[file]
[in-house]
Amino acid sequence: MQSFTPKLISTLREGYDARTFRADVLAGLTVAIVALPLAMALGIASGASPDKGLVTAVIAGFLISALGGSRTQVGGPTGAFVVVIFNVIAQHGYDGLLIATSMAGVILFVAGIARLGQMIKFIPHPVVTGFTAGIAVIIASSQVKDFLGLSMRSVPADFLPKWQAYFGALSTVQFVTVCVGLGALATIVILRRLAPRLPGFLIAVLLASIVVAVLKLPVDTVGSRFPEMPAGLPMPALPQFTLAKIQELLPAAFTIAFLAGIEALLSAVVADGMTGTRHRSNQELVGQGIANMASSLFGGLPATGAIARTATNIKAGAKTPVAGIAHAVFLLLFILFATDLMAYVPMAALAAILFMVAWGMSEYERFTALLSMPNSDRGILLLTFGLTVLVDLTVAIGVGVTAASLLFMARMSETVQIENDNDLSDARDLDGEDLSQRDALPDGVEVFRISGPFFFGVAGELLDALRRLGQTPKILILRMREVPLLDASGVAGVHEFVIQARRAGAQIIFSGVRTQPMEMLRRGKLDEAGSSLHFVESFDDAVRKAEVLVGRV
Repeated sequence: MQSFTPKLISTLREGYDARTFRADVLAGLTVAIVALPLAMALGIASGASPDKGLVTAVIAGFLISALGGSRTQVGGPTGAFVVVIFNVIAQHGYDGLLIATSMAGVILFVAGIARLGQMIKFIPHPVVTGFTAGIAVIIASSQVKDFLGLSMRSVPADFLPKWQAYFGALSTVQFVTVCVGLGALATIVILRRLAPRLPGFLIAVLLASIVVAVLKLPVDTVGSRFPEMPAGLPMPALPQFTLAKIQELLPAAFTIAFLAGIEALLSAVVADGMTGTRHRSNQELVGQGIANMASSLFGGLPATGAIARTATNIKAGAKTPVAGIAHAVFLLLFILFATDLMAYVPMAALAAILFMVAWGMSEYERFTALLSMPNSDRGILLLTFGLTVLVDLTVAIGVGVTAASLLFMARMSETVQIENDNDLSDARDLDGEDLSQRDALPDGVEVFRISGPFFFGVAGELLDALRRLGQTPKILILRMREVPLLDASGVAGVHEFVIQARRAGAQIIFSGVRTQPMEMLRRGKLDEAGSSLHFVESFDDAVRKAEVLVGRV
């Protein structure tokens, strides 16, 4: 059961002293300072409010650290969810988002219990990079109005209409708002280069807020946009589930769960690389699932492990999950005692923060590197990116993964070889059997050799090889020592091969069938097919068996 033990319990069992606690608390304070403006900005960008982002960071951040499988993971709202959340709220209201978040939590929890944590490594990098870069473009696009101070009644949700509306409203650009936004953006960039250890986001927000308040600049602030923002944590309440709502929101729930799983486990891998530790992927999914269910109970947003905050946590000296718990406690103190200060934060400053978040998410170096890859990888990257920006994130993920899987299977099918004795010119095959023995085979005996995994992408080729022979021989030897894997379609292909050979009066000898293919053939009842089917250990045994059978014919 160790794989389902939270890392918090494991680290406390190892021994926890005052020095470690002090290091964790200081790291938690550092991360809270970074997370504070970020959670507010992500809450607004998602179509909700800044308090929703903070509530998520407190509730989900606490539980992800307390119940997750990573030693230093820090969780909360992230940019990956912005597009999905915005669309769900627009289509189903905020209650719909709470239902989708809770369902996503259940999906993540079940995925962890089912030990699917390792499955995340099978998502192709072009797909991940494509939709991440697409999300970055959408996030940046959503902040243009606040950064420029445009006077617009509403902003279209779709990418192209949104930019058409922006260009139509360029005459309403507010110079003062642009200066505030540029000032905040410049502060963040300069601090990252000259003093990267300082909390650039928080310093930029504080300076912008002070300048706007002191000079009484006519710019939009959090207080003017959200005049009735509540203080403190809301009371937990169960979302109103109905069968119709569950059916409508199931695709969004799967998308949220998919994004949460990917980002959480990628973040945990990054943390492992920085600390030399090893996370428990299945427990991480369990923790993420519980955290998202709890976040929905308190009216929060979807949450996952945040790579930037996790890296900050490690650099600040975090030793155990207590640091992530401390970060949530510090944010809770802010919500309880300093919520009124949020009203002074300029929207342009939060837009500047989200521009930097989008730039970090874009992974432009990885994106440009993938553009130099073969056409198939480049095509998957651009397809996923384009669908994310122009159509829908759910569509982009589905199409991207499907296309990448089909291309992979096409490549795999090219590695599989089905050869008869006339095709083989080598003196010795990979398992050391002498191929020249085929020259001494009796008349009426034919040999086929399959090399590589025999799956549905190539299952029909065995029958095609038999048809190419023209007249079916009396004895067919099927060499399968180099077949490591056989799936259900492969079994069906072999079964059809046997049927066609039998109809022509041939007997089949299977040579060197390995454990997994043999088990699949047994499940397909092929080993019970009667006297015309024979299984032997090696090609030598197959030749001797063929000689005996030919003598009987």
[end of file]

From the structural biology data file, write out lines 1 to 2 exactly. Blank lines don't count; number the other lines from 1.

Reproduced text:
[in-house]
Amino acid sequence: MQSFTPKLISTLREGYDARTFRADVLAGLTVAIVALPLAMALGIASGASPDKGLVTAVIAGFLISALGGSRTQVGGPTGAFVVVIFNVIAQHGYDGLLIATSMAGVILFVAGIARLGQMIKFIPHPVVTGFTAGIAVIIASSQVKDFLGLSMRSVPADFLPKWQAYFGALSTVQFVTVCVGLGALATIVILRRLAPRLPGFLIAVLLASIVVAVLKLPVDTVGSRFPEMPAGLPMPALPQFTLAKIQELLPAAFTIAFLAGIEALLSAVVADGMTGTRHRSNQELVGQGIANMASSLFGGLPATGAIARTATNIKAGAKTPVAGIAHAVFLLLFILFATDLMAYVPMAALAAILFMVAWGMSEYERFTALLSMPNSDRGILLLTFGLTVLVDLTVAIGVGVTAASLLFMARMSETVQIENDNDLSDARDLDGEDLSQRDALPDGVEVFRISGPFFFGVAGELLDALRRLGQTPKILILRMREVPLLDASGVAGVHEFVIQARRAGAQIIFSGVRTQPMEMLRRGKLDEAGSSLHFVESFDDAVRKAEVLVGRV